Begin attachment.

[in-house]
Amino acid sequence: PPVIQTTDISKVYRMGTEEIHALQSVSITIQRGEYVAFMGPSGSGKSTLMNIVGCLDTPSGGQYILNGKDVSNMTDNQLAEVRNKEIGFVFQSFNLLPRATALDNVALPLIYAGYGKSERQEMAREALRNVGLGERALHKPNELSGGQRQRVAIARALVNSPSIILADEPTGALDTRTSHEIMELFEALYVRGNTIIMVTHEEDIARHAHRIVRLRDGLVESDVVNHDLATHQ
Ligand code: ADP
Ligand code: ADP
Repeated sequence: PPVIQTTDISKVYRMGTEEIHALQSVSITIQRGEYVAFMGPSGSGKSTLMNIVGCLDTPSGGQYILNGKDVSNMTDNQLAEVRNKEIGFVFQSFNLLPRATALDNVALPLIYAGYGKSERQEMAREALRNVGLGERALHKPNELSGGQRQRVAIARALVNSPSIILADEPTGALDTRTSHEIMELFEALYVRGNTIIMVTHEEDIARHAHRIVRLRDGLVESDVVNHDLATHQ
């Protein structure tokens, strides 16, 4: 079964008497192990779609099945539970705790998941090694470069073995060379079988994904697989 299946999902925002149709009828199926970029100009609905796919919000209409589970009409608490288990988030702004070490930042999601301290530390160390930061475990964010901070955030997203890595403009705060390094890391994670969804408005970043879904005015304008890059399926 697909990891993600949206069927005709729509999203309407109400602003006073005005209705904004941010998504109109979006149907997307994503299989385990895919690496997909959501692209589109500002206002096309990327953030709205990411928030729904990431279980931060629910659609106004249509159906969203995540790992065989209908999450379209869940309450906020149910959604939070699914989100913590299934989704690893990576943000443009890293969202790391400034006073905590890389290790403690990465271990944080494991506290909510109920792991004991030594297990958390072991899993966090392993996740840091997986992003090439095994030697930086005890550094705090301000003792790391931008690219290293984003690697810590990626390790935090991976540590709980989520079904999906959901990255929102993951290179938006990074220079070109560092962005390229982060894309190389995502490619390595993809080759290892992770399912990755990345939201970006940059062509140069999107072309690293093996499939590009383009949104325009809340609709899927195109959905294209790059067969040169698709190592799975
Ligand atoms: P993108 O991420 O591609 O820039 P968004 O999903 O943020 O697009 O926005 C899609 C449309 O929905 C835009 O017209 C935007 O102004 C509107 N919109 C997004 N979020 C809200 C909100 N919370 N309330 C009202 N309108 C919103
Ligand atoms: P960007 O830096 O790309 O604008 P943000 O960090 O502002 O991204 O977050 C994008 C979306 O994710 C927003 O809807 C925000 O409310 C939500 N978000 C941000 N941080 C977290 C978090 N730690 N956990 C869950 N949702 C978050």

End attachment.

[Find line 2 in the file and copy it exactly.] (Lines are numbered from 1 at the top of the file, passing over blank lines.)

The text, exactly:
Amino acid sequence: PPVIQTTDISKVYRMGTEEIHALQSVSITIQRGEYVAFMGPSGSGKSTLMNIVGCLDTPSGGQYILNGKDVSNMTDNQLAEVRNKEIGFVFQSFNLLPRATALDNVALPLIYAGYGKSERQEMAREALRNVGLGERALHKPNELSGGQRQRVAIARALVNSPSIILADEPTGALDTRTSHEIMELFEALYVRGNTIIMVTHEEDIARHAHRIVRLRDGLVESDVVNHDLATHQ